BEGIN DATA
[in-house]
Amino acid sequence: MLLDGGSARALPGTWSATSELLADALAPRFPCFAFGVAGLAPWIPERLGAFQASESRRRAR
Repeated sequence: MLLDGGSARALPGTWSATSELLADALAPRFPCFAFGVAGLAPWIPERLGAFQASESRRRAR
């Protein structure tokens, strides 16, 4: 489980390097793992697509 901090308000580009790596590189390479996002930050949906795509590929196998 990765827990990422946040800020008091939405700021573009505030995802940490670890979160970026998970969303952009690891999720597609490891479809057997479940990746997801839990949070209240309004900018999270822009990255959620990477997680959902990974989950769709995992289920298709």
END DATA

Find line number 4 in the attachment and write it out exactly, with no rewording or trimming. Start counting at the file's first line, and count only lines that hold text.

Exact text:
């Protein structure tokens, strides 16, 4: 489980390097793992697509 901090308000580009790596590189390479996002930050949906795509590929196998 990765827990990422946040800020008091939405700021573009505030995802940490670890979160970026998970969303952009690891999720597609490891479809057997479940990746997801839990949070209240309004900018999270822009990255959620990477997680959902990974989950769709995992289920298709």